I must take exception, however, to one indirectly related point. Sales facts notwithstanding, Mr. Horn's presupposition that the "spiffy" Karmann Ghia is a sports car remains quite inaccurate. The actual definition of a sports car would be very long and diverse (although not vague at all). But if there is one thing that will never be a sports car it is a Volkswagen or even a low-slung version of this very fine machine.
Sports car owners continue to salute each others' presence on the road, from the $8,000 Jaguar to the slight Sprite. But, as a matter of fact, never has the driver of a Karmann Ghia been so misinformed as to brazenly include his VW in the sports car category by waving at my TR.
JOHN J. HENNESSY JR.
Wait a minute! Let's take another look at the "dead" ball analysis that Tom Brody accepts so readily from the test lab (Is the Ball Deader? Hitters Are Dying, Aug. 12). Dropping the baseball from the relatively low height of 26 feet 8 inches does not necessarily prove anything—except that at that contact velocity the '61 ball bounced higher than the '63 ball. What really counts is the rate of rebound of the ball itself. This is not a constant, straight-line ratio for all contact velocities. For a true evaluation, the ball must strike the surface at a velocity the same, or very nearly the same, as would be the case if it were struck with the bat so that it will have a rebound velocity of 120 mph. To do this the ball must be dropped from a height of about 500 feet.
Most golfers know that they can drop two golf balls from three or four feet, and a known "deader," less expensive ball may frequently rebound as high as (sometimes higher than) a known top-pro fast ball. You simply cannot compare baseballs, golf balls, and, I suspect, tennis balls, for life or bounce in actual play by dropping them from very low (comparatively) heights.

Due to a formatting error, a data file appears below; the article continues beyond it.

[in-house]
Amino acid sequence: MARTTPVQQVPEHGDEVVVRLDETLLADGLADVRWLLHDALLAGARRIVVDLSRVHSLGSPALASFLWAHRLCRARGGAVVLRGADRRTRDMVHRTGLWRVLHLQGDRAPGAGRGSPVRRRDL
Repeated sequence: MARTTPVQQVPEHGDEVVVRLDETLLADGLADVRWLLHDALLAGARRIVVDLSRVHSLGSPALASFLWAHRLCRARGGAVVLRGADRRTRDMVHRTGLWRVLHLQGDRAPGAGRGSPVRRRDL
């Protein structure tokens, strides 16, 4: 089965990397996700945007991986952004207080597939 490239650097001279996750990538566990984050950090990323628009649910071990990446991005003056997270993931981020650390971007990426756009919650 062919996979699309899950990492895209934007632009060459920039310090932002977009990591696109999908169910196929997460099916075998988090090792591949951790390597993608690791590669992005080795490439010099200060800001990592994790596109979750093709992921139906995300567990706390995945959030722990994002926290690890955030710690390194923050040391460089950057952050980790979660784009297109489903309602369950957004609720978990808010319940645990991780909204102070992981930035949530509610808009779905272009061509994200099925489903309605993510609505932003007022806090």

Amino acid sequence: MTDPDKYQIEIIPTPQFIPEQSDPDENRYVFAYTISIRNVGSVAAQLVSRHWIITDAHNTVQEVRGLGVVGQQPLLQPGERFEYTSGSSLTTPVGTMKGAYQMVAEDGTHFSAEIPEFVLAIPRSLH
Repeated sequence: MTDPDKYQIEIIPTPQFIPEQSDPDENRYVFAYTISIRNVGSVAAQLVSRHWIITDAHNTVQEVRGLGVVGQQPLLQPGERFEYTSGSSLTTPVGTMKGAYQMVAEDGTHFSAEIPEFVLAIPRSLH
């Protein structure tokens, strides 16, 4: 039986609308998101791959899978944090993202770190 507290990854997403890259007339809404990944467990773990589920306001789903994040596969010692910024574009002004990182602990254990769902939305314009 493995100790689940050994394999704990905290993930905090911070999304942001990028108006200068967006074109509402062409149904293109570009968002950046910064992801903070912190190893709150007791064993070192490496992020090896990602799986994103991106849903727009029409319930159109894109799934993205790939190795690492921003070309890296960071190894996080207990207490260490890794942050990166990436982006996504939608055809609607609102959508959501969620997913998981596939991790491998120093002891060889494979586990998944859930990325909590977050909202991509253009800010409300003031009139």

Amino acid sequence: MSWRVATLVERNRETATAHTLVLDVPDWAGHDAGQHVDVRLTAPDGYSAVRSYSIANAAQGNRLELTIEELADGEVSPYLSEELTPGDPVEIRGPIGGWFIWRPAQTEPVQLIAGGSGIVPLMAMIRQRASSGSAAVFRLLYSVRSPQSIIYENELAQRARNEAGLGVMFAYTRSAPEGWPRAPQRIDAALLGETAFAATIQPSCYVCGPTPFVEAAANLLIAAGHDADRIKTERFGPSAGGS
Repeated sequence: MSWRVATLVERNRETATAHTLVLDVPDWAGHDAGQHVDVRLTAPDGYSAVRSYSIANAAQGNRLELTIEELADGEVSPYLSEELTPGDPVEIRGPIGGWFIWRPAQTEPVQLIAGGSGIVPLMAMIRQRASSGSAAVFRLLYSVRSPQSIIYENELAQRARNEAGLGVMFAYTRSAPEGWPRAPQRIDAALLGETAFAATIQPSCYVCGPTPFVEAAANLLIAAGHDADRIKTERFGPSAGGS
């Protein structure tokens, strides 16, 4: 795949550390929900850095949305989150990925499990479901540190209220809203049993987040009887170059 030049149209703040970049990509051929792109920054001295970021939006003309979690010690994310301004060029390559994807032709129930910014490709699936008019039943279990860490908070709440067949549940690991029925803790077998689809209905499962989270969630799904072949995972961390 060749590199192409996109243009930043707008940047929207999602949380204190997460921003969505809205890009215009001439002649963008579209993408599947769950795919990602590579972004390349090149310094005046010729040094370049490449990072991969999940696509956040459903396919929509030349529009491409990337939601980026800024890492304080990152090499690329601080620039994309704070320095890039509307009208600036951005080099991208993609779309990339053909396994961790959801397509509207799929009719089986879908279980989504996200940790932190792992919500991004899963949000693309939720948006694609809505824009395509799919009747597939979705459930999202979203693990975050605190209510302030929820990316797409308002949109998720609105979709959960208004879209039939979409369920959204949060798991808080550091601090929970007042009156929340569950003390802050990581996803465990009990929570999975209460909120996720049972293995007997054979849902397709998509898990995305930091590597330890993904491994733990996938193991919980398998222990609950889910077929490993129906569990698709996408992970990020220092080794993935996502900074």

F. V. PHILPOT
May we commend you on the fine article on Ron VanderKelen (An Accomplished but Doubting Dutchman, Aug. 19). We are looking forward to a great year for the Minnesota Vikings with VanderKelen and Fran Tarkenton leading the way.
However, some of our members have commented on the statement where you indicate VanderKelen and Flatley "flew to Minneapolis." We in St. Paul feel this is an impossible thing to do if the trip was made by commercial airliner. The airport, Minneapolis-St. Paul International Airport, is located in St. Paul. It carries a St. Paul ZIP code number, and the firms located there use the St. Paul return address.
Residents of both cities realize that this area could not have grown as strong as it has without full cooperation between them. We would prefer that you refer to someone flying to the Twin Cities or use the accurate title of the airport.
JOHN T. HAY
St. Paul Chamber of Commerce